|Born||1967 (age 53–54)|
|Occupation||Radio presenter, musician, teacher|
|Known for||ABC Classic FM radio breakfast program, charity work, autobiographical books|
Eddie Ayres ( // ; born Emma Ayres, 1967) is a musician, music teacher and radio presenter. He is notable for his work on the Australian ABC Classic FM radio station, as well as for his numerous charitable efforts.
Born in Dover, Ayres grew up in Shrewsbury, England.He graduated from the Royal Northern College of Music in Manchester and did further studies at the Hochschule der Künste in Berlin, where he received a DAAD scholarship, the Royal Academy in London, with the assistance of a Countess of Munster scholarship, and the Victorian College of the Arts in Melbourne.
Ayres was a professional viola player for 12 years—including eight years performing with the Hong Kong Philharmonic Orchestra.In 2001, he began presenting the classical music breakfast show on the Radio Television Hong Kong (RTHK) station in Hong Kong.
Ayres moved from Hong Kong to Australia in February 2003,living in Melbourne and cycling to work each day.
From 4 February 2008, Ayres began presenting the Classic Breakfast program on ABC Classic FM.In the same year, he taught at the Melbourne Girls Grammar School and taught cello to a wide range of private students. In 2012 Ayres appeared on Big Ideas Talking with Professor Andrew Schultz, composer and head of the school of Arts and the Media at UNSW, and music psychologist Associate Professor Emery Schubert, on insights into composition and emotional responses to music.
Ayres published his memoir, Cadence: Travels with music - a memoir, in 2014.In July 2014, as Emma, he appeared on the Musica Viva channel with an interview to camera: Chamber Music & Me.
On 30 June 2014, Ayres announcedthat he would be leaving at the end of the year. In October 2014, ABC FM radio's Classic Breakfast website announced that "After six years as the presenter ... Emma Ayres had chosen to hang up her headphones and move on to new adventures." Ellen Fanning had been announced since September 2014 as Ayres' (temporary) successor. Lunchbox/Soapbox at the Wheeler Centre in January 2015 featured Ayres presenting The Viola: A big violin, a small cello, or just a joke?
In 2015, Ayres moved to Kabul where he began teaching violin, viola and cello at the Afghanistan National Institute of Music.
In 2016 he gave an extended interview on The Weekly with Charlie Pickering.
In 2017, Ayres moved back to Australia, and now lives in Brisbane, teaching cello, violin and viola. In October Eddie spoke with Jon Faine at an event at the Wheeler Centre about his music and personal life and his 2017 book Danger Music.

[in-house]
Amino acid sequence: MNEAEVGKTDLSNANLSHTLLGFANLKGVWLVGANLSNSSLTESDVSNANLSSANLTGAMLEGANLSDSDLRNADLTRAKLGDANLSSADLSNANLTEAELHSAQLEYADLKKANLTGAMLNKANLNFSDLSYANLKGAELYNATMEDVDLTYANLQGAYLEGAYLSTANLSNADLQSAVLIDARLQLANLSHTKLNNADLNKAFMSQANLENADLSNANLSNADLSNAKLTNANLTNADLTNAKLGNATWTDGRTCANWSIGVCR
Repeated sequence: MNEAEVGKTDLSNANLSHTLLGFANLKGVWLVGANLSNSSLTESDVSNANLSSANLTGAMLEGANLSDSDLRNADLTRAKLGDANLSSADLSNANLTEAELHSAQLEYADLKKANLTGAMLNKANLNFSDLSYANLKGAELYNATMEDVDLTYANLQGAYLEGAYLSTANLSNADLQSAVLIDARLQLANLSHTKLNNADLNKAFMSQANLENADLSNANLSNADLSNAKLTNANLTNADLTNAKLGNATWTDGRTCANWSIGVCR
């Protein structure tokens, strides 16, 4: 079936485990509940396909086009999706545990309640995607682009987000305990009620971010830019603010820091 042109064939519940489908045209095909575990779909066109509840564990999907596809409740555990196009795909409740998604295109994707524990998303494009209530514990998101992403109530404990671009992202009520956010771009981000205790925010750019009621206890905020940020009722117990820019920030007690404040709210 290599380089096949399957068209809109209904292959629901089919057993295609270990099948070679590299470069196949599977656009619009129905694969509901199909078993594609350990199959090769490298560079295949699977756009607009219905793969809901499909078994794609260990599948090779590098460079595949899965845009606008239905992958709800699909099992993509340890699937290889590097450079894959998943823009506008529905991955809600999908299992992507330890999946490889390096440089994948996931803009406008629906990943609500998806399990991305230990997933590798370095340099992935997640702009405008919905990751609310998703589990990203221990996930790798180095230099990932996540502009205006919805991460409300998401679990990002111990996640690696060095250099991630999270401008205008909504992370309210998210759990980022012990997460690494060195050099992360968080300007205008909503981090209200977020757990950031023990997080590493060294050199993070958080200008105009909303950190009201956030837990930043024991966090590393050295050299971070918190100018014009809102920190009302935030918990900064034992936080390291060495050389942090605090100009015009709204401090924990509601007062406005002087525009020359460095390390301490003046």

In 2019, Ayres returned to ABC Classic to present Weekend Breakfast.
Ayres received Australian citizenship in 2010.
Ayres has been involved in a number of charitable efforts. In 2000, he raised money by making a twelve-month cycling trip from Shropshire in England to Hong Kong.In 2011 he raised over $11,000 for the victims of the floods in Queensland by performing a number of public buskings in Sydney and Melbourne.
In 2016, in an interview with freelance journalist Danielle Moylan published in the Sydney Morning Herald , Ayres came out as a transgender man. He said that he had first realised he was a man during a cycling trip in Pakistan in 2013 in a "total beam of light" moment one evening while watching the film Boys Don't Cry . He said, "I've waited a long time to do this. I suppressed this for so long, now I feel I can't wait."Ayres had written about gender several times in his 2014 memoir, Cadence: Travels with music - a memoir, narrating his experiences of being thought of as a man during his bicycle travels in countries such as Pakistan.
Cadence is an autobiographical story of Ayres' life and thoughts during his bicycle travels.It is described in GoodReads as intercontinental cycling adventure, music guide, "provocative, intelligent, surprising and funny". It tells the story of Emma cycling his way from England to Hong Kong with a violin strapped to his back. It is also a journey through the music that inspired his. It was during this time Ayres decided he was destined to be a transgender man after watching the film Boys Don't Cry.
Danger Music 5).is an autobiographical account dealing with Ayres' experiences and feelings during his time from early 2015 at Afghanistan's National Institute of Music in Kabul, leading up to his decision to fully transition to male gender. By early 2016 at the age of 49, he'd had a double mastectomy. In his last three months in Afghanistan, after he returned from his mastectomy, he began living as a man, riding motorcycles around Kabul wearing blue jeans and a black leather jacket over a white T-shirt. The book ends back in Australia with Eddie's first testosterone injection to initiate the chemical change to a man. Danger Music was launched in Brisbane at the Avid Reader bookshop in West End on 27 September 2017. On 17 November he appeared at Avid Reader's first Summer Reading Guide launch of the 2017 season with author Robert Whyte in presentations followed by a joint discussion. Ayres wrote about Danger Music for The Guardian; "Moving to a war zone was better than living with what was in my head" appeared on Sunday 24 September 2017, essentially an except from the book (p.
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